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The Lutheran Bells
Christmas is coming and hopefully so is the start of a new tradition here at St. Paul’s, “Twelfth Night”, an Epiphany Celebration of music and food, hosted by The Lutheran Bells. I thought this would be good time to tell the story of The Lutheran Bells with the help of : Cathy Dymek, Betty Kerwin and Valerie Groff.
In the Beginning there were Bells...
It all began In 1986. At that time, Joe Dymek was on church council as the Worship & Music representative. Joe does not recall who suggested to him that the church should have handbells. However, he ran into Elizabeth Iager and was talking to her about it. Elizabeth offered to donate the funds for the initial octaves that were needed. So a 3-octave set of 1Malmark handbells were donated by Elizabeth Iager in memory of here husband, Ellsworth.
Joe Dymek then asked Betty Kerwin if she would consider becoming the Handbell Director and Betty was willing to do that. Cathy Dymek said, “I don't believe she (Betty Kerwin) had any experience with handbells but she worked hard to learn what was needed and more.” Betty has continued to be the director since 1986.
...and it was good
What makes St. Paul’s Lutheran Bells ring?
(by Valerie Groff)
The St. Paul’s Lutheran Bells hand bell choir is currently made up of 10 ringers: Linda Alms, Sandy August, Cathy Dymek, Carla Heyser, Daniel Heyser, Steve Groff, Valerie Groff, Jane Hershey, Jan Wilson, Lee VanGundy, and the director, Betty Kerwin. The number and names of players fluctuate as “guest ringers” (i.e. substitutes) fill in when needed. The choir size has varied over the seasons. When it got to be as few as 4 ringers, Betty’s mom (Lillian Kerwin) would tell her, “Don’t be discouraged. Use what you have and the Lord will give you more.” Lillian was right.
A few years ago, the choir asked for donations towards the purchase of another octave of bells (tiny, higher notes) and then a generous donor purchased 5 larger, low notes for the bass. That expansion put us at 4.5 octaves of bells, and let us not forget the 3 octaves of chimes. The chimes were a generous donation in the 1990s and added a very different tonal quality, more mellow, to the notes played. The chimes have also been used by the children since they are not as easily damaged if dropped, are lighter and easier to hold, and the metal finish is more tolerant to finger prints than the shiny brass castings of the bells.
Why do ringers ring?
People join our bell choir for a number of reasons. Playing bells is truly a “team sport.” Technically, our entire set of bells is considered to be a single instrument and it is unusual in that it is an instrument that takes many people to play. This team effort attracts some.
Cathy Dymek, being a piano player, liked the aspect that it was like being in a “band” - playing her part with others in the group to make the music together as a whole.
Some people who are used to playing piano find the bells a “stretch” and challenge as they now play only 2 notes and do it in conjunction and coordination with those around them.
For some, the attraction is in being able to be part of a beautiful song without being good at playing an instrument on your own. In fact, one of our members has a hard time reading music but uses coping mechanisms available only in bell ringing. Bell ringers can learn their “position” and where the notes are located. After that, it is all about counting and staying with the rest of the team during the march to the finish line.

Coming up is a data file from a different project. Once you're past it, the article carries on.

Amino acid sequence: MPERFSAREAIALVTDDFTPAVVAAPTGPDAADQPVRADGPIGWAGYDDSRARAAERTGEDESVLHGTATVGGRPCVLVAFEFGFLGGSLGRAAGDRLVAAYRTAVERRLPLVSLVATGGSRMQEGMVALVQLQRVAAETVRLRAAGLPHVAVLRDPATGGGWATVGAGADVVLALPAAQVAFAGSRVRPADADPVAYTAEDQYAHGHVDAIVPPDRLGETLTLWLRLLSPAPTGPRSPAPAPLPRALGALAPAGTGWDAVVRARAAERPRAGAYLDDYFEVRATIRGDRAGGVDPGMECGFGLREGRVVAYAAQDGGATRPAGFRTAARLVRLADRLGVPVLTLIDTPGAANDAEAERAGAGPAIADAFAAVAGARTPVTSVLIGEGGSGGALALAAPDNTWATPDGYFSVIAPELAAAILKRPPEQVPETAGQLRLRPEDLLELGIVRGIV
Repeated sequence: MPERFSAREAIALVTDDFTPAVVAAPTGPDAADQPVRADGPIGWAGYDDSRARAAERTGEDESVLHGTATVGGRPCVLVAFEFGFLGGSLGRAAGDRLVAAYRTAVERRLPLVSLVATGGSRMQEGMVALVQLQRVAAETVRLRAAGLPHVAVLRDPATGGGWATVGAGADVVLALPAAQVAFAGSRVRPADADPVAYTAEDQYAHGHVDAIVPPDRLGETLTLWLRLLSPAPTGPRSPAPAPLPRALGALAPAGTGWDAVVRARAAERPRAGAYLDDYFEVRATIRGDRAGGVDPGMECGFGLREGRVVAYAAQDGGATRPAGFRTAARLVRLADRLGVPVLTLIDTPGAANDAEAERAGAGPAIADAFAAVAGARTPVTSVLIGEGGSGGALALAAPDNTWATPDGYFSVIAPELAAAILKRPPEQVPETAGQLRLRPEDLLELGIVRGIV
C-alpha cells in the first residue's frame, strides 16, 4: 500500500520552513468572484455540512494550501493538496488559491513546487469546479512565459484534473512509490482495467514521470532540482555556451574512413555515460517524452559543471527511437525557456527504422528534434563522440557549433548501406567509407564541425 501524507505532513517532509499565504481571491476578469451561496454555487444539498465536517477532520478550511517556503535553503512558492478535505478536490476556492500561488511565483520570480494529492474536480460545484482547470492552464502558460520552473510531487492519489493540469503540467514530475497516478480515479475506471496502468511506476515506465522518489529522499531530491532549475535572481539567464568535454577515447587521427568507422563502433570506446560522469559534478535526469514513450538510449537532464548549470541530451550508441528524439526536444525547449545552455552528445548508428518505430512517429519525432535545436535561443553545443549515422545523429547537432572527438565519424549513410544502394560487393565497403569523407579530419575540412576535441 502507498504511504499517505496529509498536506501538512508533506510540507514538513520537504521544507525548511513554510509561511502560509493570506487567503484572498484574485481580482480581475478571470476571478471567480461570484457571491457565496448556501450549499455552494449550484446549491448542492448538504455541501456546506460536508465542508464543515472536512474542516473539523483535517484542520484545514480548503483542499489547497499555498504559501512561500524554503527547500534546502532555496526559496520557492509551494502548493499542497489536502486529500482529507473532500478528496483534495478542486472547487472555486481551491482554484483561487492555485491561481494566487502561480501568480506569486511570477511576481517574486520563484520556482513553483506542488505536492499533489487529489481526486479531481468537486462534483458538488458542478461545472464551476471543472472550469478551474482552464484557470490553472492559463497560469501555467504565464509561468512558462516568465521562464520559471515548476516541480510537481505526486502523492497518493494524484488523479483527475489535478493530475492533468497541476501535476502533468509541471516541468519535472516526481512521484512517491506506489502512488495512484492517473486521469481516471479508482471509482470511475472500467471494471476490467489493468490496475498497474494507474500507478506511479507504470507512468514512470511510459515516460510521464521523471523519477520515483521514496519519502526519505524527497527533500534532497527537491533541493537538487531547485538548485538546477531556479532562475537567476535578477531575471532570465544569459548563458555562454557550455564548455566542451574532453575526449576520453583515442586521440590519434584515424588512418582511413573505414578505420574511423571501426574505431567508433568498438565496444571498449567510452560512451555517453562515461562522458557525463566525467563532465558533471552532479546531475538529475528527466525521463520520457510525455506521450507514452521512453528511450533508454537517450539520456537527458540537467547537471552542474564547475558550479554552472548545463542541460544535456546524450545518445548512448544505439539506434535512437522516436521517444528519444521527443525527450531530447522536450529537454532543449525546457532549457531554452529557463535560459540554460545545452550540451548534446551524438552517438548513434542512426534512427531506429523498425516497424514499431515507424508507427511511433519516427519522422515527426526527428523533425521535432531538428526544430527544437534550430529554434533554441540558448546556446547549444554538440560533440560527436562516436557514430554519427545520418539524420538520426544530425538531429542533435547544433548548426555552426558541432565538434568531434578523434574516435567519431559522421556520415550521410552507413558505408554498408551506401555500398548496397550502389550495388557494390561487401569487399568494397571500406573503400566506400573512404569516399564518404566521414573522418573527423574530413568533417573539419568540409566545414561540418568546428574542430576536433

For some, playing bells has been a “family affair.” Linda Alms joined the bells with her twin daughters when they were in 5th grade. They all read music and Linda liked the idea that it was an activity that they could all do together as a family. It was a great fit.
The Alms family of three is the largest number of players from a single family, but we have had husbands and wives, brothers and sisters, and a father and son. In addition, the bell choir sometimes recruits other family members to play guitar, piano, and even to help in the set-up and tear-down when the choir plays (affectionately referred to as our “roadies”).
Some of our “helpers” are not family but have felt like kin after spending time with us. Tanya Hoegh-Allan and Bill McWithey have helped by accompanying us with wind instruments, directing or simply lifting a set of bells when our team is in need.
The “team” is very important during set-up and tear-down! Tables, pads (necessary for protecting the bell castings), covers/clothes, music stands, music folders, lights, gloves, mallets, and the bells themselves, all need to be carried from a closet or the basement and arranged properly. This work can make the bell choir members dream of playing a piccolo or almost any lighter and more compact instrument!
Our newest member, Sandy August, was interested in the bells for years, but until retirement, she could not manage one more evening commitment. Sandy says that she enjoys the challenge of this new activity and she recommends it to anyone who has an interest.
A number of years ago, John Murphy was persuaded, by his wife, Sally, to substitute and play “just one song” at a Christmas Eve service. The one song turned into three and he was not allowed to leave the choir for a number of years.
So the ways and reasons that people join vary widely, but what keeps everyone there is the joy of being part of something greater. Your two notes (versus your “two cents”) are a vital difference between random notes and a melody. Just as in professional football teams, sometimes the bell team just does not gel and play as well on Sunday as they ought. However, there is always the knowledge that “a joyful noise is being made unto the Lord.” Go team bells!
Consider joining us. We always need ringers and we are willing to teach you. You know where to find us. We play in the back of the sanctuary.
2017 Lutheran Bells